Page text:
Recommended Christmas reading

Posted: December 8, 2016 by wjfkee in Uncategorized

If you are wondering what you will do with those inevitable Christmas book vouchers or what on earth to buy for that special friend – problem solved !

I asked our top Christian ‘thought leaders’ what they’ve been reading recently and would like to pass on to others – and some of them have very kindly taken the time to share the following:

Peter Lynas
‘You are what you love’ by James K A Smith.
Smyth argues that we are not brains on sticks but worshipping, desiring beings. Nike understands people better than most churches do because like most advertising it appeals to our hearts not our heads. If Smith is right, and I think he is, then the whole way we have been doing church, discipleship etc has to change. If worship (and by that Smith means a lot more than music) is about formation, we will begin to appreciate why form matters. How we do stuff matters and much as what we do.

This is genuine game changing stuff from the hottest new Christian thinker and this book is a much more accessible version of some of his previous stuff. Get a sample here  and a further 2 minutes specifically on youth work 

If you do this this book don’t come to any of my talks for a year :-) he has totally influenced my thinking!

On Guard by William Lane Craig.
I’d pitch it a notch up from some of Lee Strobel’s apologetic books such as Case for Faith (worth a read) but still very accessible as an informative and practical read.

Dirty Glory by Pete Grieg
(haven’t finished it but I will have very soon) love the writing style and raw truth of the stories from Pete.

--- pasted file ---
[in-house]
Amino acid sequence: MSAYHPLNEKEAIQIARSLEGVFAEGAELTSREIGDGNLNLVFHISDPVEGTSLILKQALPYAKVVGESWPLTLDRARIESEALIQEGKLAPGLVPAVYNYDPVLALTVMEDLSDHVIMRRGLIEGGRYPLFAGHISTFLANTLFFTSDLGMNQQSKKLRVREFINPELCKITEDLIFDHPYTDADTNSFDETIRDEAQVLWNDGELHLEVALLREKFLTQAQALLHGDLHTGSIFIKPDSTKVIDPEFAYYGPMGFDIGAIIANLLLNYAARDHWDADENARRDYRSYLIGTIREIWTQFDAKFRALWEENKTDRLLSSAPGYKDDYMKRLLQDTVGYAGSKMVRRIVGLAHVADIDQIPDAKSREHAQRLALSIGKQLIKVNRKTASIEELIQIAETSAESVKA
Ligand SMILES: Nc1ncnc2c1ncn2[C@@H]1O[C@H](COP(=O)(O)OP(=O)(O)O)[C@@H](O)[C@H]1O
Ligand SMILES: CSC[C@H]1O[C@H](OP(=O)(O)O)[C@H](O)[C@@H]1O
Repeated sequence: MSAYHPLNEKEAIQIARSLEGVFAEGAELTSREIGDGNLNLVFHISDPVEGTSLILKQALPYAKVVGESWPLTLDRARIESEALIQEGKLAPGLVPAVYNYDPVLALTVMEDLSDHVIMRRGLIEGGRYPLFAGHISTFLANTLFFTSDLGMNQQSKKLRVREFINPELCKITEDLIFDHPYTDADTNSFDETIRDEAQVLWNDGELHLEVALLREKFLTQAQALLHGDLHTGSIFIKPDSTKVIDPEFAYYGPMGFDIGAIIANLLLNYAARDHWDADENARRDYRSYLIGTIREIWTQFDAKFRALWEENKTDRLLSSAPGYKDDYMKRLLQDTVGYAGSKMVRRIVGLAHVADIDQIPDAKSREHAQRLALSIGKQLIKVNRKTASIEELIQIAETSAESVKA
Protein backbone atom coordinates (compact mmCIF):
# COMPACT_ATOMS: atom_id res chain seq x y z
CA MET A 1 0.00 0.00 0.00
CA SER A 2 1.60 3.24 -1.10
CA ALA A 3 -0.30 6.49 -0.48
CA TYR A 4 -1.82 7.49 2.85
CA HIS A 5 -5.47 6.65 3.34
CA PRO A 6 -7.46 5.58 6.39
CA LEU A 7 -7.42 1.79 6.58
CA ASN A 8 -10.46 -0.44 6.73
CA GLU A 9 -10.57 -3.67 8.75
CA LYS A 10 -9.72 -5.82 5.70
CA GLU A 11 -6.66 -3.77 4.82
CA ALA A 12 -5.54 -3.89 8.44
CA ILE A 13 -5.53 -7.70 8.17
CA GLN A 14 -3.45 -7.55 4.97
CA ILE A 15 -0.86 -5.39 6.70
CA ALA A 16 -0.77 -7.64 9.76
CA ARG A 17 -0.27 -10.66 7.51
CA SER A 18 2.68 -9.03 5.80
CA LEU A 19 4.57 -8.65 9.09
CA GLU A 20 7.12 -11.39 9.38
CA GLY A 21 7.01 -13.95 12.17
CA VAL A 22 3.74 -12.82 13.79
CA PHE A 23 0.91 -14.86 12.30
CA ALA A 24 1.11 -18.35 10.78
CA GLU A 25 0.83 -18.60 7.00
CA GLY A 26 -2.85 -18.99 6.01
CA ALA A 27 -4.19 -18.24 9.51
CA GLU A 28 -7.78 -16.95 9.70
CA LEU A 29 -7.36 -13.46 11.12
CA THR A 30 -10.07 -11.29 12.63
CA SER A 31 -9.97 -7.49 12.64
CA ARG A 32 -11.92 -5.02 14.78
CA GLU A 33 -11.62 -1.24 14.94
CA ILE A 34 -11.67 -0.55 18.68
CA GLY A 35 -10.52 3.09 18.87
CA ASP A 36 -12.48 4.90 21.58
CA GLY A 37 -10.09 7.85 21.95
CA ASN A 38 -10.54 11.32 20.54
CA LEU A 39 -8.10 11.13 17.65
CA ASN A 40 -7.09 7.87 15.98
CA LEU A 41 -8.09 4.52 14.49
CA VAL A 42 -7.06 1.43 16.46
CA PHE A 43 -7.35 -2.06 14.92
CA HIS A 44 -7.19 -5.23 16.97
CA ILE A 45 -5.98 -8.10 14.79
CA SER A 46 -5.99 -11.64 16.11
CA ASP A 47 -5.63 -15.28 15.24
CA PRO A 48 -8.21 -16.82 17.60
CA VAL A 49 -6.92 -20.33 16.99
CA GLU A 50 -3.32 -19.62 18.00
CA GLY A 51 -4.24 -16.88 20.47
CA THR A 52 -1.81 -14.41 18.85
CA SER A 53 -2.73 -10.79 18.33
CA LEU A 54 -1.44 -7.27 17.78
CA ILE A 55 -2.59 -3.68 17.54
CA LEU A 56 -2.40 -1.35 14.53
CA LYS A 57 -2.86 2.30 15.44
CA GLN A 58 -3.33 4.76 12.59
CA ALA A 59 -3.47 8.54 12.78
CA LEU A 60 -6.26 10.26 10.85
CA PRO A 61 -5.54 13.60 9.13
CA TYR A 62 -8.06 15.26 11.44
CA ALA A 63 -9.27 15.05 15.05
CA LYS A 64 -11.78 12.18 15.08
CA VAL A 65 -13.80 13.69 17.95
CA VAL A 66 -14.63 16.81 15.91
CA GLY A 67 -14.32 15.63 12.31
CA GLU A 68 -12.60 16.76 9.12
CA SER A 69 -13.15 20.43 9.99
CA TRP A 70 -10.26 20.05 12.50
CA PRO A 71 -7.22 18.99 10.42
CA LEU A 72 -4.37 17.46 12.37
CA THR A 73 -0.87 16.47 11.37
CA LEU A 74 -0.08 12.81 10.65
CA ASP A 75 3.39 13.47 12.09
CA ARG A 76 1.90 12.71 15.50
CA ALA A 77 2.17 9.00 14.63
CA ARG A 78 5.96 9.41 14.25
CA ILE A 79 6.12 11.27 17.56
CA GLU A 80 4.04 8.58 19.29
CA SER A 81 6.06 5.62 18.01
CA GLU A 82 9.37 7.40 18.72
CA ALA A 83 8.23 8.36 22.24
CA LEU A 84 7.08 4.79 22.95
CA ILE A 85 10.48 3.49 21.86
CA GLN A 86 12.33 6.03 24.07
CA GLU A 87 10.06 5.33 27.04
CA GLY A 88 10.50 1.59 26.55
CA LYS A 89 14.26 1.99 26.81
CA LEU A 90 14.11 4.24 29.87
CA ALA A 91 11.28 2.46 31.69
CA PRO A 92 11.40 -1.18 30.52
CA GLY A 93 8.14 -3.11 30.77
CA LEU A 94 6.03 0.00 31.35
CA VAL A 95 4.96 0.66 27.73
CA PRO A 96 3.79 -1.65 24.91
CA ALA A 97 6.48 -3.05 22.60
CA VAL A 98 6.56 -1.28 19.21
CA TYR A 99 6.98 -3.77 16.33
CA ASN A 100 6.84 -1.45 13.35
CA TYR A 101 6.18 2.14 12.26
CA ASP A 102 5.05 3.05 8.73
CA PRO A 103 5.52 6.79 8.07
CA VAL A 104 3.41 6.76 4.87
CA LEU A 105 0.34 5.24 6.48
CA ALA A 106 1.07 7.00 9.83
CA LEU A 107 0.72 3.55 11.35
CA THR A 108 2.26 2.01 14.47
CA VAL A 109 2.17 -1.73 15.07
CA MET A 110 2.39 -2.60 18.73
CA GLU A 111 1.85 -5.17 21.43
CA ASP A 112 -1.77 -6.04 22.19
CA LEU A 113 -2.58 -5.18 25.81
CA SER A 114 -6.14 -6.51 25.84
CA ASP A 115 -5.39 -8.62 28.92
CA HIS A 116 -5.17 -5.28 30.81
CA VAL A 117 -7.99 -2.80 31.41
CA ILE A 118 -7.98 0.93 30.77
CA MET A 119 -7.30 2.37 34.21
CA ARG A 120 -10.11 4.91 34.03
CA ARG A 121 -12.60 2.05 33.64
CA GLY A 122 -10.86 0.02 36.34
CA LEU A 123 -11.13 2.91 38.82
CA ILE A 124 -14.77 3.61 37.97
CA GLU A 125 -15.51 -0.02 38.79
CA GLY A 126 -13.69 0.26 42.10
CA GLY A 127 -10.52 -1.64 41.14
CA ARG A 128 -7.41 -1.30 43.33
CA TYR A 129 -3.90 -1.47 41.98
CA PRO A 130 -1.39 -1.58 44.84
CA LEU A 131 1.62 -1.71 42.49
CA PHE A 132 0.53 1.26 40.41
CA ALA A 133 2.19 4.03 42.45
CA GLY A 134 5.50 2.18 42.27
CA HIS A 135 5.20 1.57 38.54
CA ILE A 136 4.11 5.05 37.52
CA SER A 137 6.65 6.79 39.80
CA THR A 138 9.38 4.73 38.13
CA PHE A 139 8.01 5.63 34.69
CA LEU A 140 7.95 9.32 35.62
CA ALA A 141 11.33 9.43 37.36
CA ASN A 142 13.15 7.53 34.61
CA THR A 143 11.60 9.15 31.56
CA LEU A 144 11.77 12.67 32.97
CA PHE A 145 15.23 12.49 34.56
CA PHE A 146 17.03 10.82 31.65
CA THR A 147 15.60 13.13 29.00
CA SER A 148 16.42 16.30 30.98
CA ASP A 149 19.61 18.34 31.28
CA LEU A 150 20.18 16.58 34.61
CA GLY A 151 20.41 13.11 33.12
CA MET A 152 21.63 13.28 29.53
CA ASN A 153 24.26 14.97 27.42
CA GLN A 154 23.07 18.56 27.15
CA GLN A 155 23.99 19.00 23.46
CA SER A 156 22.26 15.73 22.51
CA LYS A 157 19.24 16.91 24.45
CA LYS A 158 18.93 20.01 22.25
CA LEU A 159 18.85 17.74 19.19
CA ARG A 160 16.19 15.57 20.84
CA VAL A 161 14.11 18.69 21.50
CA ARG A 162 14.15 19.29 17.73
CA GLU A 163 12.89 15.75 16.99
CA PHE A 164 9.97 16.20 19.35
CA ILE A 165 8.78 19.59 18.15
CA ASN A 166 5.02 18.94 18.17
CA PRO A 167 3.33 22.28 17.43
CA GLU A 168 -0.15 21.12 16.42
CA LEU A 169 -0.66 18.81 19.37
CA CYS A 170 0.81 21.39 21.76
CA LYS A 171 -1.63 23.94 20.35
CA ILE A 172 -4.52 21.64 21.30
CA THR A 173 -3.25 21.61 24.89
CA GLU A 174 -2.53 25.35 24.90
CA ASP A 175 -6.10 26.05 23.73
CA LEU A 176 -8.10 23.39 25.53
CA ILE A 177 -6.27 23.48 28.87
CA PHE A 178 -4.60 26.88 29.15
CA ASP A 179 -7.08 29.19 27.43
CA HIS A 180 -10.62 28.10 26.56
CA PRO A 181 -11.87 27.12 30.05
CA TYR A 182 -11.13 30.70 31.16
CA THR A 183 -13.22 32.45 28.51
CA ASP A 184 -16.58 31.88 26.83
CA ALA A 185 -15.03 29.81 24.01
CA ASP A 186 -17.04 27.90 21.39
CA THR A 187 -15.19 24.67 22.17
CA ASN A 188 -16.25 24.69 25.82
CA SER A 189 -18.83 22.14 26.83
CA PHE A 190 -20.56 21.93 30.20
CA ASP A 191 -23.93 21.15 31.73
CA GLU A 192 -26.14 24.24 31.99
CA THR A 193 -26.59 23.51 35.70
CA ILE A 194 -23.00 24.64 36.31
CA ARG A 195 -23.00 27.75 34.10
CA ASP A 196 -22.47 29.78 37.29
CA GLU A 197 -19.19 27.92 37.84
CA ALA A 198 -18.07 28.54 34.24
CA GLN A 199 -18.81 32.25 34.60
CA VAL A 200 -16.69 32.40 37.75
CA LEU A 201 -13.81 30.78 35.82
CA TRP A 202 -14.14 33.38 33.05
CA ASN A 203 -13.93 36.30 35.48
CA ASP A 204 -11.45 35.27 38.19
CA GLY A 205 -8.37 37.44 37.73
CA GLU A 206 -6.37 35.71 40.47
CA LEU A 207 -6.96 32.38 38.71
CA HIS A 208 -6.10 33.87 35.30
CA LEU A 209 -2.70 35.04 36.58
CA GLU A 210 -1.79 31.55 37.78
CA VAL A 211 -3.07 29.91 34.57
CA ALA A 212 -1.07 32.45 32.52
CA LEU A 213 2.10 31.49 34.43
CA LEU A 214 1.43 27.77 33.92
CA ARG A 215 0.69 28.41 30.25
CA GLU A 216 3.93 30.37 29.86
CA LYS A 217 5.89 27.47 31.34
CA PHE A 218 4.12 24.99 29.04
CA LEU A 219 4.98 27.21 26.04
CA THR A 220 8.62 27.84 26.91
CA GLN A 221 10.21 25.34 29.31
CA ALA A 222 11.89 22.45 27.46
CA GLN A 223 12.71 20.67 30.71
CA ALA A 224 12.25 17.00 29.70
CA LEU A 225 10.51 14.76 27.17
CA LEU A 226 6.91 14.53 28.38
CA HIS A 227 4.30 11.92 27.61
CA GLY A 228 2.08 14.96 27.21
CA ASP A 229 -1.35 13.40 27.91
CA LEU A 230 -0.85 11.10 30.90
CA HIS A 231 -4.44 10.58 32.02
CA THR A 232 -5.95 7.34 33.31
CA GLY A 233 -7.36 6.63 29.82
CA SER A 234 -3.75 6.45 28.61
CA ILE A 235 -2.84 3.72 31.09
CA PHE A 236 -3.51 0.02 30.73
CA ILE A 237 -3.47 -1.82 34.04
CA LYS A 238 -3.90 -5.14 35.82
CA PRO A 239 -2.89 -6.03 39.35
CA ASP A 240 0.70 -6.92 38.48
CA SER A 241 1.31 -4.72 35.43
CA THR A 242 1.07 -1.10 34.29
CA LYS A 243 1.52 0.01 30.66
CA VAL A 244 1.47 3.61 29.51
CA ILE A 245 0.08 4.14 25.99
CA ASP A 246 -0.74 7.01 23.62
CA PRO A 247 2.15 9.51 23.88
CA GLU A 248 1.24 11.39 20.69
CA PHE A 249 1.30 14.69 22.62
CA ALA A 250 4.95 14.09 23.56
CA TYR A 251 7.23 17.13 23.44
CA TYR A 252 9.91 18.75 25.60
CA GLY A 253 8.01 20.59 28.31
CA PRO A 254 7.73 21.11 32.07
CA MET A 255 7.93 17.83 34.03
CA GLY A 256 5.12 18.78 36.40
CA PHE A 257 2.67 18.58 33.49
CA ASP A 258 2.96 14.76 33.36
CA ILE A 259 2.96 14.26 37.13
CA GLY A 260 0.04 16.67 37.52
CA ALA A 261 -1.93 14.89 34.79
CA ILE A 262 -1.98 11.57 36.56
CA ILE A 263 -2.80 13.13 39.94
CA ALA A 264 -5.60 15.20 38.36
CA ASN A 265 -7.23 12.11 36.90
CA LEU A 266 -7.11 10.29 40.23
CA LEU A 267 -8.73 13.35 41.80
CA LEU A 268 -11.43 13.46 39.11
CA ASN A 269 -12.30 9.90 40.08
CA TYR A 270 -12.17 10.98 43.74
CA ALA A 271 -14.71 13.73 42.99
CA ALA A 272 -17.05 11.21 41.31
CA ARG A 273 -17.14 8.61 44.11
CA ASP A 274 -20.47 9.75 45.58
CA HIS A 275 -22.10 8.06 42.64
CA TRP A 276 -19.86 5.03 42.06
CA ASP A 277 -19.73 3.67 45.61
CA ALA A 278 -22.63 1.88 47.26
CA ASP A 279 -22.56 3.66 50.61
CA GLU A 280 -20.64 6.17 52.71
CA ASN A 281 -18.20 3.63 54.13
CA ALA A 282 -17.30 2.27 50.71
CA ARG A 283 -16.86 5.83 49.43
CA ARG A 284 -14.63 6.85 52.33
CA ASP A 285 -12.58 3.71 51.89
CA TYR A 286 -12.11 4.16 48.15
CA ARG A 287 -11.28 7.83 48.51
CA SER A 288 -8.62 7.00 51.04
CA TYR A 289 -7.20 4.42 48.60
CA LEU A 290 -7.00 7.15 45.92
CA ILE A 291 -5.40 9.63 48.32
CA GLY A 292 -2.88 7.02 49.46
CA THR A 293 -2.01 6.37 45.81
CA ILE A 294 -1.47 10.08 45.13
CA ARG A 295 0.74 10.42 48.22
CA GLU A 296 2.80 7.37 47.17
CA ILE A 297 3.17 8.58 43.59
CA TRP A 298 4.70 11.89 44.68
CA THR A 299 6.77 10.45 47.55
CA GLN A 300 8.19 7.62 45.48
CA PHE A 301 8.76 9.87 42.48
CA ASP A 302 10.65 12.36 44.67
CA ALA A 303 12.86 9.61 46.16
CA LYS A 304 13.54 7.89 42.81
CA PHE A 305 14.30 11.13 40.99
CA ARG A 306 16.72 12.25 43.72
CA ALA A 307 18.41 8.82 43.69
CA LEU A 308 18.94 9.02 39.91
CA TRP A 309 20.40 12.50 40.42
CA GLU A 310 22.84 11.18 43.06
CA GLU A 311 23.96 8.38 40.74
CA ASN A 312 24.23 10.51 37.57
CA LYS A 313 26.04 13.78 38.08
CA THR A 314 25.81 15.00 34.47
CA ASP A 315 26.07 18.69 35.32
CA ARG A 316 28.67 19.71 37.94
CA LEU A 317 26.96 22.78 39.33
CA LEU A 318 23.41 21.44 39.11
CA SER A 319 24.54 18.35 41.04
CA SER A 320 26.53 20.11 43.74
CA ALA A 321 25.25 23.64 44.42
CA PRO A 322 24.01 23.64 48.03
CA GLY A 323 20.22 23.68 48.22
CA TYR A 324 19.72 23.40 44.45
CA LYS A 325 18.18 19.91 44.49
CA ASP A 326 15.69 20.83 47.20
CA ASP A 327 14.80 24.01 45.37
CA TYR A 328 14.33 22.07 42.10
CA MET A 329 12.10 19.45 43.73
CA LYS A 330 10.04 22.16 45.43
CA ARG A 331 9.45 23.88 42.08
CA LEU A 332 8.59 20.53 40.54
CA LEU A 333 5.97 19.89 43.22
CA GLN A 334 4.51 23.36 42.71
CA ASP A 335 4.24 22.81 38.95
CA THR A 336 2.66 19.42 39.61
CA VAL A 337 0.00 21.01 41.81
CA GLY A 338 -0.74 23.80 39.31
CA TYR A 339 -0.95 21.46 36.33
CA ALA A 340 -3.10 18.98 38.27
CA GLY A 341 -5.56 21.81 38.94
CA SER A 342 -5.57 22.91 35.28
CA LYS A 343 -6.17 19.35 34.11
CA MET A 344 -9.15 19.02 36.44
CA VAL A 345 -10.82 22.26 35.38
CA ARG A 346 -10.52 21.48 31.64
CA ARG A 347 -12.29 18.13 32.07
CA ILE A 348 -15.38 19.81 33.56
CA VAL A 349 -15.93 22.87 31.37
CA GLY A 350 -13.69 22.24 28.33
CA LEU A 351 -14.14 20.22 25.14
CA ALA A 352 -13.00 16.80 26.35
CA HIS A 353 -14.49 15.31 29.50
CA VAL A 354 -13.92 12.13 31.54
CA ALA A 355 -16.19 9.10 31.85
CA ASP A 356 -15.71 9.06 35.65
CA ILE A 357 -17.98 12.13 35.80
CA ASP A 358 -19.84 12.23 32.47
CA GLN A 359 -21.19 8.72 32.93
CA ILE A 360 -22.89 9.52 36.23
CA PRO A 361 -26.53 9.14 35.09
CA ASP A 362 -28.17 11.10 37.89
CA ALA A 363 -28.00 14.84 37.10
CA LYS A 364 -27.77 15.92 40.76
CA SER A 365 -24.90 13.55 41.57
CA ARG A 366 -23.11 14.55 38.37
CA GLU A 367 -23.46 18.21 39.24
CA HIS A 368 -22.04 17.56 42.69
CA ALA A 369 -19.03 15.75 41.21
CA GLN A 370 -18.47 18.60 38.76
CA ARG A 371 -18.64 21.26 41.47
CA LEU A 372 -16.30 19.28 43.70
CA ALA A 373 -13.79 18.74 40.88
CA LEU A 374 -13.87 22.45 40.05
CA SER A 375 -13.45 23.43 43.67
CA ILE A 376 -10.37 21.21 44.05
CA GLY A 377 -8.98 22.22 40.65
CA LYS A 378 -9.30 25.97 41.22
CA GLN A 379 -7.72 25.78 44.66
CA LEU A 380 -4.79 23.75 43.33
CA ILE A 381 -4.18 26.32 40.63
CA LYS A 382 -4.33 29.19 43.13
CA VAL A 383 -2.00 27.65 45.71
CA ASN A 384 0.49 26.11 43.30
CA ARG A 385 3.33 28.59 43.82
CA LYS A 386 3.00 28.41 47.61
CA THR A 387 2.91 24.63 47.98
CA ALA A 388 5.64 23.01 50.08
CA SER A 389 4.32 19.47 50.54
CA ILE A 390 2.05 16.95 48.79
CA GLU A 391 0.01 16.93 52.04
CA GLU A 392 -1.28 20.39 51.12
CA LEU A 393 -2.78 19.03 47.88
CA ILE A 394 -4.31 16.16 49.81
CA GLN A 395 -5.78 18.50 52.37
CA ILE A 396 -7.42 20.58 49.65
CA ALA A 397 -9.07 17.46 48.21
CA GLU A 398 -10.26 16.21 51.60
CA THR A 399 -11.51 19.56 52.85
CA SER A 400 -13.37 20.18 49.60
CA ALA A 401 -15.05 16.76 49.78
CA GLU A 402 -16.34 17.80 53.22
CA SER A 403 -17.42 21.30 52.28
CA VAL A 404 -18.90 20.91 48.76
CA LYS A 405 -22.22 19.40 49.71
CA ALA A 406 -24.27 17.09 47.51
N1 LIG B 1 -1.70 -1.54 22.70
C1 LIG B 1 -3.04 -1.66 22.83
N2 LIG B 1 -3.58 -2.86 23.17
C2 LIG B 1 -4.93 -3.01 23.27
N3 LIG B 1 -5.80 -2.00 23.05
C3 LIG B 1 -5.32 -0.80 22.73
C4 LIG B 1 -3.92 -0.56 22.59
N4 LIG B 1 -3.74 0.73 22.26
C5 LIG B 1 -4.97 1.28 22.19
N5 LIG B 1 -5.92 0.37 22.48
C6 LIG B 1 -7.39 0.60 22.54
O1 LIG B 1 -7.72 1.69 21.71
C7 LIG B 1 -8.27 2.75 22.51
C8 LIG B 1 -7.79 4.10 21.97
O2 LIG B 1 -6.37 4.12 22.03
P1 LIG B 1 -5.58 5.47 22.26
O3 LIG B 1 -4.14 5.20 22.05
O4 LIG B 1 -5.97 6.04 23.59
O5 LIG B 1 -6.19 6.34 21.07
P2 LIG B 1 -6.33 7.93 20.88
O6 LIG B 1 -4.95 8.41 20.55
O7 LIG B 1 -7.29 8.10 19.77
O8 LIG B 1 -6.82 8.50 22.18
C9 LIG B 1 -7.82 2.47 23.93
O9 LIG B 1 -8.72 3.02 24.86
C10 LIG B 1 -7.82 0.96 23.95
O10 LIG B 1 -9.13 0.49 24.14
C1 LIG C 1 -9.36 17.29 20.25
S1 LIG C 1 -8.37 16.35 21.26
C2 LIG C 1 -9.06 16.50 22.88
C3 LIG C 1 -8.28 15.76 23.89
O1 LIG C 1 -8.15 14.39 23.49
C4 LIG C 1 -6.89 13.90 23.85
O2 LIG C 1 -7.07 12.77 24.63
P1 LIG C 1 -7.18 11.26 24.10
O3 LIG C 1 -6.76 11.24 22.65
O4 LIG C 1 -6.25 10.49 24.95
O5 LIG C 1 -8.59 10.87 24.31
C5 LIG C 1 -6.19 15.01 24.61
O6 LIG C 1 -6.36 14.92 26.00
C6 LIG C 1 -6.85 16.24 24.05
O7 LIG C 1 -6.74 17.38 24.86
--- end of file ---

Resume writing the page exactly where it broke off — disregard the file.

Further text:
The Circle Maker – Mark Batterson
…Is a great motivator for prayer. A story that’s totally gripping me for 2017

New Evangelisation by Cardinal Donald Wuerl a short but brilliant read, especially for those from the Catholic tradition.

Simon Henry
I have read John Piper “Money Sex and Power” recently very good. Very accessible to read and generally a short read, would be a good gift for men!

Rick Hill
Rumours of God by Jon Tyson and Darren Whitehead.
It’s all about exploring some of the rumours about God that exist in society and discovering how some of them are actually true. Great read with a nice mix of story and concept.

Stu Bothwell 
‘The Road to Character’ by David Brooks
I’ll admit it, I’m a David Brooks fanboy & his latest book on virtues, humility and growing in character was my read of the year. Drawing on a host of remarkable stories, Brooks leads to see that living out ‘eulogy’ virtues, rather than bragging out the kind of virtues we’d put on a CV is key in our formation into maturity.

‘Sacred Fire’ by Ronald Rolheiser
By distinguishing the different seasons of our apprenticeship of Jesus, Rolheiser insightfully allows us to see a wider perspective on discipleship and growth.

“When we fail to distinguish among the different seasons of our lives and how these interface with the challenges and invitations that God and life send us, we are in danger of hurting ourselves in two ways: first, by trying to take on too much when we are not ready for it, and second, by not taking on enough when we are ready for it.”

Jasper Rutherford
You are what you love – James Smith.
Fantastic book about habits and rhythms about following Jesus.
The ‘Christmas Book Club’ is inspired by the ‘Book Well’ – please do consider ordering from them rather than some other huge online retailers ;-)

And if you really want to hear about what Bill Gates has been reading this year !